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Billy Corgan tells Rolling Stone: “I am influential.”

on March 04, 2010, 1:52pm

It’s no secret that Billy Corgan tends to get, let’s call it, “preachy.” He’s not as bad as Kanye West, but he’s not too far off, either. In his recent interview with Rolling Stone, the Smashing Pumpkins president took the opportunity to let loose, digressing on everything from Jessica Simpson to Pitchfork Media, James Iha to career suicide. Needless to say, it’s going to be a pretty interesting read when the new issue hits streets. For now, here are some goodies to get you going… if that makes any sense whatsoever.

“Do I belong in the conversation about the best artists in the world? My answer is yes, I do,” he says. “I’ve been too productive for too long, and despite what anybody wants to strip away from me, I am influential. I am. So all the Pitchforks in the world can try to strip me of every ounce of dignity, but I belong.”

This one’s pretty honest and while many will argue this, you have to think of all the kids who got depressed and decided to hate the world (and sometimes themselves) because of his music. This writer included.

“Rather than break up the band, what I should have done is chuck James [Iha] out,” Corgan says. “I should have just said to Jimmy [Chamberlin], ‘You go to rehab, and we’ll continue, and James, get the fuck out of here.’ Instead, I fell on my sword for James, for what I thought was a friend.”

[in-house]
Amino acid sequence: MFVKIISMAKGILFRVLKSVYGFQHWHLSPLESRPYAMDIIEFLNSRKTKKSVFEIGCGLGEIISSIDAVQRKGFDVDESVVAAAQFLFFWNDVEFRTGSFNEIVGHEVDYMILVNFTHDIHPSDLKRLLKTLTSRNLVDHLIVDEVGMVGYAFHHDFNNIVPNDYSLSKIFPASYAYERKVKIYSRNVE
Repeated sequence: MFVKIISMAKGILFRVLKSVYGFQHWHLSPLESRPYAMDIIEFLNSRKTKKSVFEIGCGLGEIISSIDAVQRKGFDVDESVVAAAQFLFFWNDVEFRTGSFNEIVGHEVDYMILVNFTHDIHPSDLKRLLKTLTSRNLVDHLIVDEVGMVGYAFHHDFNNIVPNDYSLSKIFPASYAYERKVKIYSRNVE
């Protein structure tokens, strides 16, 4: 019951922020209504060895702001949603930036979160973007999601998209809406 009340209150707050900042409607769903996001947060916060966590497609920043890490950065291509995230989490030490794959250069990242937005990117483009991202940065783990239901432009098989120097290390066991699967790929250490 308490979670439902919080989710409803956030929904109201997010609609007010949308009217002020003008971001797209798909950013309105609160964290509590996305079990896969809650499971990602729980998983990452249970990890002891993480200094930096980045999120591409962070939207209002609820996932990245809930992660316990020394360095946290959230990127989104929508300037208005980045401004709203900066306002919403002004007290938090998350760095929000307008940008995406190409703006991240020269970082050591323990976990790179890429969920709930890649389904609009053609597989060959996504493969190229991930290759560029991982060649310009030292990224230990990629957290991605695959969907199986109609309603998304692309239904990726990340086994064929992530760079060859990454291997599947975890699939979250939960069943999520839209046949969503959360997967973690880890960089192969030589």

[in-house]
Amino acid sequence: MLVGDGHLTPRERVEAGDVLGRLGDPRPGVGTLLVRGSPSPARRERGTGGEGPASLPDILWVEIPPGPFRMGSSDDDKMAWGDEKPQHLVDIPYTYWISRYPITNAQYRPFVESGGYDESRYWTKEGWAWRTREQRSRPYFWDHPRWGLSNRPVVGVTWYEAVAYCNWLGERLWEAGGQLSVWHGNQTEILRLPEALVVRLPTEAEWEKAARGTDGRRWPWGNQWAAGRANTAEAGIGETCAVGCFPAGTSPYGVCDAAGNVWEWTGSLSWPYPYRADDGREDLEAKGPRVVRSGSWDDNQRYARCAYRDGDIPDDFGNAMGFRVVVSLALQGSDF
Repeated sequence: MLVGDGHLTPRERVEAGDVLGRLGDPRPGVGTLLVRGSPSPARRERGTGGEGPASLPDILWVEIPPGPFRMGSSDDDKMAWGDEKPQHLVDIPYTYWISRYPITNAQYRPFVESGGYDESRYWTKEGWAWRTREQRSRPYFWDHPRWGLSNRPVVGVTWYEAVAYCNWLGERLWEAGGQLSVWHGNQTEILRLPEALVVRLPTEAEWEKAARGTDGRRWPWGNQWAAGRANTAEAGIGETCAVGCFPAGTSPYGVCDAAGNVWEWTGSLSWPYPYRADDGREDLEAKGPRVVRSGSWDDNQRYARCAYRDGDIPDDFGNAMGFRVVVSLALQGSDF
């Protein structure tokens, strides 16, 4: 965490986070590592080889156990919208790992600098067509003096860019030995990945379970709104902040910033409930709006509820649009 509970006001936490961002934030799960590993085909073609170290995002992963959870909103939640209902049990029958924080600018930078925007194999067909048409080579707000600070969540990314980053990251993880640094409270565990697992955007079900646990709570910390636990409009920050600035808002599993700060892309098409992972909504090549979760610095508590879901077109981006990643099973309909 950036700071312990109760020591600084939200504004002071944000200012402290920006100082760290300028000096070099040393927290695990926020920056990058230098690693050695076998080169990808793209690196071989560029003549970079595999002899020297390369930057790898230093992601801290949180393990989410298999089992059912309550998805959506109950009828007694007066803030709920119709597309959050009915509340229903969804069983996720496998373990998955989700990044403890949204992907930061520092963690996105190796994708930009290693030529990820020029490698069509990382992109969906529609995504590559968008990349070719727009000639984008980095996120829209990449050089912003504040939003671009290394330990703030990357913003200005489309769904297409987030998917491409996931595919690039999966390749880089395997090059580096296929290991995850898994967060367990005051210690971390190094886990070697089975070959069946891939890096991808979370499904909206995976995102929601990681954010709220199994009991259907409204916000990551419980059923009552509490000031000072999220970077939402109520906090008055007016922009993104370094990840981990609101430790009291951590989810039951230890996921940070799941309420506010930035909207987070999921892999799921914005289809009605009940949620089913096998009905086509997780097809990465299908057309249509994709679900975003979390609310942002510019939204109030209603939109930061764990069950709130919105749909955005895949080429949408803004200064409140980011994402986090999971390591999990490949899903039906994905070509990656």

Well, glad that’s answered. Sheesh.

My goal in life is to love whoever I think is worth loving, and I think if people knew [Jessica Simpson] like I knew her, they would love her like I do. It’s really simple.”

We’re dying to know how Paris Hilton fits into this equation. Anyways, you can’t help but love his brutal honesty, though you also can’t help but wonder if he’s destroying himself, too. Think about it: Who needs to go out and exclaim they’re influential? Can’t he see that himself? What the hell’s the point? It’s not like he wins anyone over with that statement anyways. Also, he continues to be vague about his band members, which is fine if you don’t want to digress on what happened, but shorthand remarks like that only fuel rumors and start fires. Again, what the hell’s this point?

Perhaps we’ll find out in the full interview. In the meantime, here’s a rhetorical question for all of you to think about: Does all this sort of destroy the Pumpkins’ lasting legacy for you? Does a one-man show that continues to march on this way — writing off former members, for one — erode what “was”?

Food for thought.